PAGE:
imitation of itself. Although it, too , can be found in Eliot!

Which brings us to affinities between the judeo-christian tradition and
marxism!

Anyway, thanks on all accounts.
mike


On Wed, Jul 2, 2014 at 1:54 PM, Tom Richardson <
tom.richardson3@googlemail.com> wrote:

> "situation in phylogenetic development where the
> end-point of development is co-present with its beginning..." reminds me
> of an Hegelian formulation,conceptualisation, (but standing on its own
> feet?)
> Tom
>
>
> On 2 July 2014 21:42, David Kellogg <dkellogg60@gmail.com> wrote:
>
>> Mike:
>>
>> My favorite is on pp. 347-349 of the Vygotsky Reader, "The Problem of the
>> Environment". It's too long to quote here, so I summarize.
>>
>> Vygotsky is making the point that unlike phylogenetic
>> development, ontogenetic development is teleological. He  asks his
>> students
>> if they can imagine a situation in phylogenetic development where the
>> end-point of development is co-present with its beginning and is actually
>> capable of guiding its steps.
>>
>> (Since even the unimaginable has to be somehow come to mind, Vygotsky
>> probably has in mind, probably, the USSR, where the most advanced form of
>> social organization is co-present with hunter-gatherer societies in the
>> North, pastoral societies in Central Asia, and subsistence agriculture in
>> the Caucasus. When I try to do this, I somehow see flying saucers landing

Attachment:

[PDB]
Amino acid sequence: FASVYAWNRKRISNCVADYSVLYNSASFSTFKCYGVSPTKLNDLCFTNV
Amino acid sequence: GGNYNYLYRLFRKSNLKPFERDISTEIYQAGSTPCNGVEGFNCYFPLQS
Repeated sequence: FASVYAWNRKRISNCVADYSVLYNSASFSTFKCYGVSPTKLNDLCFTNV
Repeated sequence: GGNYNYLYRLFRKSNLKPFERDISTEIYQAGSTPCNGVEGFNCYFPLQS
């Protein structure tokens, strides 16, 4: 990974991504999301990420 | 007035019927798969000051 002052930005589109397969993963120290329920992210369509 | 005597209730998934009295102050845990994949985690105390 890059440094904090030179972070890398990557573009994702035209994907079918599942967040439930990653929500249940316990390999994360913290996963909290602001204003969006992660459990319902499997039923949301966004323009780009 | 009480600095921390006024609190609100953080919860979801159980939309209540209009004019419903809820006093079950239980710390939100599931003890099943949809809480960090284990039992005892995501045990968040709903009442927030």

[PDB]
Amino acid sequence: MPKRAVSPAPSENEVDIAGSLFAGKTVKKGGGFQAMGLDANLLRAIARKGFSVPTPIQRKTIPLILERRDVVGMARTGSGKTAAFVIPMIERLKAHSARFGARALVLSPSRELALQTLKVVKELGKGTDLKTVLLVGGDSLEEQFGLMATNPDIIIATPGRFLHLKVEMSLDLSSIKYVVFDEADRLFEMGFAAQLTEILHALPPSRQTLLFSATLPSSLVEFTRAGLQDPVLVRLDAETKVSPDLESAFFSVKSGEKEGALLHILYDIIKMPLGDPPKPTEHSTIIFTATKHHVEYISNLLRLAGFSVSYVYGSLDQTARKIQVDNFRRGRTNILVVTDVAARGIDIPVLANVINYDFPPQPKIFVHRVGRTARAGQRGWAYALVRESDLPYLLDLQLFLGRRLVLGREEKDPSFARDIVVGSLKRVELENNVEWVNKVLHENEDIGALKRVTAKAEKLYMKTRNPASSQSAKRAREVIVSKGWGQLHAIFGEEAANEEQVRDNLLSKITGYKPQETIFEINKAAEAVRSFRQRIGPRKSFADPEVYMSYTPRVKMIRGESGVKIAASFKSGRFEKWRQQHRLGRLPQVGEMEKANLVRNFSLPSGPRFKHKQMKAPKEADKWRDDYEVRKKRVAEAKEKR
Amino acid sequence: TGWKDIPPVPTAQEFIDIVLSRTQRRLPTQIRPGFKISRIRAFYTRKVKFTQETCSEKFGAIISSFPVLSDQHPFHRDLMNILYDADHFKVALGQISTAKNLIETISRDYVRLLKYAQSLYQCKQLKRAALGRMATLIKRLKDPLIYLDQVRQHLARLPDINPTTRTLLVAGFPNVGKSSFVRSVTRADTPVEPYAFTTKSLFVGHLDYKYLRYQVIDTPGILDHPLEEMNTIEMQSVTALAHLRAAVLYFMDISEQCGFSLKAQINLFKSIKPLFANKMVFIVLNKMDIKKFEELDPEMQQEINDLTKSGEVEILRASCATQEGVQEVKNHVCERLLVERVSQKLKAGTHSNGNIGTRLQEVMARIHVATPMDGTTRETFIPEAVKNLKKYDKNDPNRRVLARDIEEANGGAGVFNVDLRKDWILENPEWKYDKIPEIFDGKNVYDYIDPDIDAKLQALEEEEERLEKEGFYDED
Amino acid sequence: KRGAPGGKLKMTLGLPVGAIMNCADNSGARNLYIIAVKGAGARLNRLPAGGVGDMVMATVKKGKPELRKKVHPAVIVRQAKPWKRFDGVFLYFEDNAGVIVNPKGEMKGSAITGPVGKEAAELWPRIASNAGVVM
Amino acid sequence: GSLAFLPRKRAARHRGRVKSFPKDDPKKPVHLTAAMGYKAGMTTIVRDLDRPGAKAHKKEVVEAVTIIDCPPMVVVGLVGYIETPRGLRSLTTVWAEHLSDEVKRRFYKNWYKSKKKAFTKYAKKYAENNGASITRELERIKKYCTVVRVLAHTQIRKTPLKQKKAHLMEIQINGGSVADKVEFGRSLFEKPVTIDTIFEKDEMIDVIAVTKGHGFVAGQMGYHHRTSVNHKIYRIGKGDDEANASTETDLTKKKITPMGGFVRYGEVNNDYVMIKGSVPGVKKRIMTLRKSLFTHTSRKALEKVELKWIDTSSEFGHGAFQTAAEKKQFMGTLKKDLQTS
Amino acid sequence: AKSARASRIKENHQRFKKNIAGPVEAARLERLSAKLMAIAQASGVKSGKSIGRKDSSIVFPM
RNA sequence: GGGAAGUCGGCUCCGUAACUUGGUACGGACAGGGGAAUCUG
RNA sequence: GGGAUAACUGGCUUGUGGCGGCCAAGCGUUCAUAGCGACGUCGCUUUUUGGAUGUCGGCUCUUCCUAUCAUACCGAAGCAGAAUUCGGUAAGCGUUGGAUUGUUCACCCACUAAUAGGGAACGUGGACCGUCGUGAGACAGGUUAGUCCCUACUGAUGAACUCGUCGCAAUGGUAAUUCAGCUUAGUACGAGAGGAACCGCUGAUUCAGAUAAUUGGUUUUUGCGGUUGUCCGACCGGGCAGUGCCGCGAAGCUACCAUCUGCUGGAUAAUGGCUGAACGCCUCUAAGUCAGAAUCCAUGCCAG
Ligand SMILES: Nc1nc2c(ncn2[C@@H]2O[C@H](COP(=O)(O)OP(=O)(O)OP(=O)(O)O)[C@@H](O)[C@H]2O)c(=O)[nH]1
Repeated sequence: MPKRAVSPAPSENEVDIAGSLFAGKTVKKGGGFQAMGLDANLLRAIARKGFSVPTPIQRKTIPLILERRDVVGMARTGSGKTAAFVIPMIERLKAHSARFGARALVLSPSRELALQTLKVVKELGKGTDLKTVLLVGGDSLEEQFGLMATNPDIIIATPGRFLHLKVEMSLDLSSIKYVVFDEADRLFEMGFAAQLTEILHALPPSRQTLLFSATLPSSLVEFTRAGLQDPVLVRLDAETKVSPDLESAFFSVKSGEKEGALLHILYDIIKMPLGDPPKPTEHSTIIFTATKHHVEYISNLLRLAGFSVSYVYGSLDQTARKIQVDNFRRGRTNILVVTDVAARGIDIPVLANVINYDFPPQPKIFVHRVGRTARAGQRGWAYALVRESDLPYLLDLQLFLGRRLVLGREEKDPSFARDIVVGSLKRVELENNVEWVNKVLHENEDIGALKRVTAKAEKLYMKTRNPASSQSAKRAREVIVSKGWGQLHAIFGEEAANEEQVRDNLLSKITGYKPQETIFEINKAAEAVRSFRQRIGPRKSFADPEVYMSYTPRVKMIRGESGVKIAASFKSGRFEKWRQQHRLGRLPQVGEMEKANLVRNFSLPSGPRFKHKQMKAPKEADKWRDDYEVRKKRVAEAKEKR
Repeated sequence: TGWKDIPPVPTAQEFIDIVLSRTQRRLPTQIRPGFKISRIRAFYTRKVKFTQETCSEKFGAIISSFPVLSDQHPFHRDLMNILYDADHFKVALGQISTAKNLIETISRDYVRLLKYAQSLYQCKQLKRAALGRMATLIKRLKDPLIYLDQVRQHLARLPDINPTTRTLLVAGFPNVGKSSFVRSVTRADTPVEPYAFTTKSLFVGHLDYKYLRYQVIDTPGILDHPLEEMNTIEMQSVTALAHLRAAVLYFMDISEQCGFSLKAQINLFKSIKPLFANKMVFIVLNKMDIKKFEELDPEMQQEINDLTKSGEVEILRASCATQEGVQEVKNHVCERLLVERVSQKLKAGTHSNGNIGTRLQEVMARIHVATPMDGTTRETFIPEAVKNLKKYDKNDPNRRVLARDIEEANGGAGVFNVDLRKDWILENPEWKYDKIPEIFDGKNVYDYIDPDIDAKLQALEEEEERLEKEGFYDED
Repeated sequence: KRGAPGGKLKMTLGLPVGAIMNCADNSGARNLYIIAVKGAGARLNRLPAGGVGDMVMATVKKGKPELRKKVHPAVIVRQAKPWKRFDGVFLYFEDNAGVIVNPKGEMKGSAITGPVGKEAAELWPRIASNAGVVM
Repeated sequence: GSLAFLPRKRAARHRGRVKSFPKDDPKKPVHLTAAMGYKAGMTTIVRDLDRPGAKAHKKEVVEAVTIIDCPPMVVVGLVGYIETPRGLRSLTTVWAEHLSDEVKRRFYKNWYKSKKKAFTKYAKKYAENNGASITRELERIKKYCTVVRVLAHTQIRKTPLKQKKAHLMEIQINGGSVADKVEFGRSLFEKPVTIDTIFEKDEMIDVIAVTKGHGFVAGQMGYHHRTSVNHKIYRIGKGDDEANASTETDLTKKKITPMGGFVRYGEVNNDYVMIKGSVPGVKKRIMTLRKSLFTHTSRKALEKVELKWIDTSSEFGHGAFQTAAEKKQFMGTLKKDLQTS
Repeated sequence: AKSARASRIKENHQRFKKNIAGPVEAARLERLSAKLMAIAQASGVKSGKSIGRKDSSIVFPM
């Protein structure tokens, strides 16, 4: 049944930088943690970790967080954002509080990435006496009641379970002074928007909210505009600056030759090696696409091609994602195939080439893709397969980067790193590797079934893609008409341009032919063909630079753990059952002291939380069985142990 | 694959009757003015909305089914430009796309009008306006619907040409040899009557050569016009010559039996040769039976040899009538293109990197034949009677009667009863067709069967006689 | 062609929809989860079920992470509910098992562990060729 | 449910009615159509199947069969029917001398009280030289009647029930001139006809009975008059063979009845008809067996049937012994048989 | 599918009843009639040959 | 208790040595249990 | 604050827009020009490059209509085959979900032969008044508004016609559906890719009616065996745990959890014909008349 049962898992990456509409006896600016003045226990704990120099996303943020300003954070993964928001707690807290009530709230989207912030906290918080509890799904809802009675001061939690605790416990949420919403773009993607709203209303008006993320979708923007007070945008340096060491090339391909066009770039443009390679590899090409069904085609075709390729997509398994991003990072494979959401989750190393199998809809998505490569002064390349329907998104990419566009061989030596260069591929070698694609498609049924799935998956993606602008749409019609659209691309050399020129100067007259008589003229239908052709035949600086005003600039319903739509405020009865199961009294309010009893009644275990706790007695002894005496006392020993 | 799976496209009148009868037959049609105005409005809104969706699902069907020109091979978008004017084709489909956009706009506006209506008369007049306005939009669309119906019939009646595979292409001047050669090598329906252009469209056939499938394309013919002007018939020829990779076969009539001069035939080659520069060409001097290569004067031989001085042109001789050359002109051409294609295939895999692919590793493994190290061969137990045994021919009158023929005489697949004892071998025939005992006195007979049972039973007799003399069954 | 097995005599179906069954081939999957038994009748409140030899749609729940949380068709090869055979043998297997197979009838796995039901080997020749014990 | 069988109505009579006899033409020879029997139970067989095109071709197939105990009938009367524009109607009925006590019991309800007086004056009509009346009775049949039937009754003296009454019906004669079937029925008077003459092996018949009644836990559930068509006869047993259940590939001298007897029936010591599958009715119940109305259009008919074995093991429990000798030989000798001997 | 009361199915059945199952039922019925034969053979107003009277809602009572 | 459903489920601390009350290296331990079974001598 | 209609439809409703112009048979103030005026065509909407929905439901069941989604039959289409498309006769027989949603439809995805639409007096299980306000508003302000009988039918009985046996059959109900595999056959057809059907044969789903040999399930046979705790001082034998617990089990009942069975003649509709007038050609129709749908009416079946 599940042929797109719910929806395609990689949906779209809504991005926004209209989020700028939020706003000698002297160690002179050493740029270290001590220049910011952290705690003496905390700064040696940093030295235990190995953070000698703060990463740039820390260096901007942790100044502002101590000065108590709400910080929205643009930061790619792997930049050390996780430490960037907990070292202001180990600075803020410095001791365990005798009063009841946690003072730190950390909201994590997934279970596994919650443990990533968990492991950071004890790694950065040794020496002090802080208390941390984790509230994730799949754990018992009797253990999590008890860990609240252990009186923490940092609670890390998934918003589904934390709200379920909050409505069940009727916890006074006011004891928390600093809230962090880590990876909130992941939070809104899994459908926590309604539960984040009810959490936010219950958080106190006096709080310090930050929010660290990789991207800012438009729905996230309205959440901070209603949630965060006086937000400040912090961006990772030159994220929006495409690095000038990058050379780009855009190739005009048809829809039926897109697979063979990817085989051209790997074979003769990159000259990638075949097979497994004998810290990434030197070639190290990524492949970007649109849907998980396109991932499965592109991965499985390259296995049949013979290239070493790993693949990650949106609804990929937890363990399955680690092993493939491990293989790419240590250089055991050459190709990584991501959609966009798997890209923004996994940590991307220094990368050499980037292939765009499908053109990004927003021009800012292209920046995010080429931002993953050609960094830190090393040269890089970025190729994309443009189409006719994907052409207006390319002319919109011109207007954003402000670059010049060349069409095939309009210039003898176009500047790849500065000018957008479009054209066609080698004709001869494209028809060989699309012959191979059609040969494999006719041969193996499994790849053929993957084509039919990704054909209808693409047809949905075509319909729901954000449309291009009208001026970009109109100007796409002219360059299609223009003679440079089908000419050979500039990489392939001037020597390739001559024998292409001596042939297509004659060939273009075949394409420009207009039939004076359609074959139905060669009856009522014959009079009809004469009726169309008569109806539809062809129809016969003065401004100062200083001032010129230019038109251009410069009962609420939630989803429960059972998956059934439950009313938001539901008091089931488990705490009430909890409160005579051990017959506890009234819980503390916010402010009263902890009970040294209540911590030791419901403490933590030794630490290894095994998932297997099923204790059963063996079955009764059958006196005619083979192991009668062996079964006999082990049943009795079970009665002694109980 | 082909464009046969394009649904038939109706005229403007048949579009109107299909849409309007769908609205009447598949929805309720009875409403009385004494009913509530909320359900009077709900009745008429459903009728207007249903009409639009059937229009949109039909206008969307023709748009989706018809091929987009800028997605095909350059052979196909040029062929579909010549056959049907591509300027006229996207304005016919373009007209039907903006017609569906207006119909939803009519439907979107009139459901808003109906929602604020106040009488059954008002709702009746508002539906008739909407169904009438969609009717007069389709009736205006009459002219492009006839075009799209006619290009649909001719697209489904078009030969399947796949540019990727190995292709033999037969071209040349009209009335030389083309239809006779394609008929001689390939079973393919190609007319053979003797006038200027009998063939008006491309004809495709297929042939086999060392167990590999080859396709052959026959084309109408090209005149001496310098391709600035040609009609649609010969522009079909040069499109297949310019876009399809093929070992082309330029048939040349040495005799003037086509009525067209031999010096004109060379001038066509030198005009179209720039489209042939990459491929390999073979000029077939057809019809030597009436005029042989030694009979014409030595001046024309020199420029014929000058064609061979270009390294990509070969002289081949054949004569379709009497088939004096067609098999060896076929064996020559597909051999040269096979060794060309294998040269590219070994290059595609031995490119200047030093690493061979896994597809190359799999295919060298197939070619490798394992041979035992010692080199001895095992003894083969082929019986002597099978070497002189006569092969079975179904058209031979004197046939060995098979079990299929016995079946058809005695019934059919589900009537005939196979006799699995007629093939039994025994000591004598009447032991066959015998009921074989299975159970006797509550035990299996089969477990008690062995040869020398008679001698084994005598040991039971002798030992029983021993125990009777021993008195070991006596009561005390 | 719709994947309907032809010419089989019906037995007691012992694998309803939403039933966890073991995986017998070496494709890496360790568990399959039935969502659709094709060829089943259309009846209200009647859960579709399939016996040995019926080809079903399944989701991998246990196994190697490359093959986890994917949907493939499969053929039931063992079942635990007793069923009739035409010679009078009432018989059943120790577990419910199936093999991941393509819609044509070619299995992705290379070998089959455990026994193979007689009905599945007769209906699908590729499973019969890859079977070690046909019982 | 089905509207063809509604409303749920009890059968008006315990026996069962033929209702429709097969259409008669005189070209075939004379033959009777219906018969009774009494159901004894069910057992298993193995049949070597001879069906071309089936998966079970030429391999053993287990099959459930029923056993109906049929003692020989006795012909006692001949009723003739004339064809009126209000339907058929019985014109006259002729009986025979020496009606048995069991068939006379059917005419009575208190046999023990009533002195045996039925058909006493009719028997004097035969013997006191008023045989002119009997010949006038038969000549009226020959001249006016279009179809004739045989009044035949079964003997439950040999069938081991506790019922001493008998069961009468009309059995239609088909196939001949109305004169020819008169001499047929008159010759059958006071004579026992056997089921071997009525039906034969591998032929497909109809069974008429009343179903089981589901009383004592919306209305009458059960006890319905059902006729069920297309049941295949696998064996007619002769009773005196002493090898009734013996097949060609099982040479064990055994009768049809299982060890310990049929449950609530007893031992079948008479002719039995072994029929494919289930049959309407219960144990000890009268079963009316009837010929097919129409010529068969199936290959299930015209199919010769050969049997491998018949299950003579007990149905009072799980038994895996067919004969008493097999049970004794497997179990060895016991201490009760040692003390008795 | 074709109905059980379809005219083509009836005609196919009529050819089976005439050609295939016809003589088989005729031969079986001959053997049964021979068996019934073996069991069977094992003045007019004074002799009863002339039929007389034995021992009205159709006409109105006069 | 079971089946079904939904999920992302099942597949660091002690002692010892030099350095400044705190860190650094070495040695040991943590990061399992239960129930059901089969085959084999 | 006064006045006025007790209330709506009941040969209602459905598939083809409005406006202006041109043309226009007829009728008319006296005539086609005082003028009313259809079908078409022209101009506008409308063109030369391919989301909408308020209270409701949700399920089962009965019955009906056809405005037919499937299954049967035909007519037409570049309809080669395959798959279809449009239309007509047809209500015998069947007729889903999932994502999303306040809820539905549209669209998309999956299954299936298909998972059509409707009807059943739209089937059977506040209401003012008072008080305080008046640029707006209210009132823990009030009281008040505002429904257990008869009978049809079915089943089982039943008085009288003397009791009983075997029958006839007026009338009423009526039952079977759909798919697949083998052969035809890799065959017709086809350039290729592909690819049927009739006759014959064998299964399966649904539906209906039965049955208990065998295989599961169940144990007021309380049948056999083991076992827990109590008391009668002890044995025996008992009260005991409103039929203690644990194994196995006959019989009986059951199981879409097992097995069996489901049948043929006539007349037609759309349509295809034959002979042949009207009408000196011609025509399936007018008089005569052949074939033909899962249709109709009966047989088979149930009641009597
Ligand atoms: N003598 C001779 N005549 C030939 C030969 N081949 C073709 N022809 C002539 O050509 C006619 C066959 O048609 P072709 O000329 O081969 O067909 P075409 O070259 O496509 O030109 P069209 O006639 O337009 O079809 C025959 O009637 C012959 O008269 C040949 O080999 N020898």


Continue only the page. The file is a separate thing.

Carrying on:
>> at Stonehenge!)
>>
>> He concludes that no such situation is imaginable. But then--he points out
>> that the mere fact that something is unimaginable does nothing to prevent
>> it from actually happening, because precisely this situation obtains with
>> speech--that is, the "ideal, complete" form is present alongside the most
>> basic forms and help to guide their first stumbling steps.
>>
>> As T.S. Eliot says:
>>
>> In my beginning is my end. In succession
>> Houses rise and fall, crumble, are extended
>> Are removed, destroyed, restored or in their place
>> Is an open field, or a factory, or a by-pass (East Coker)
>>
>> David Kellogg
>> Hankuk University of Foreign Studies
>>
>>
>> On 3 July 2014 03:41, mike cole <lchcmike@gmail.com> wrote:
>>
>> > I am seeking to find a quotation from Vygotsky where he asserts that the
>> > development of language offers a general model for human development
>> more
>> > generally. My fantasy, or can someone help me find it?
>> > mike
>> >
>>
>
>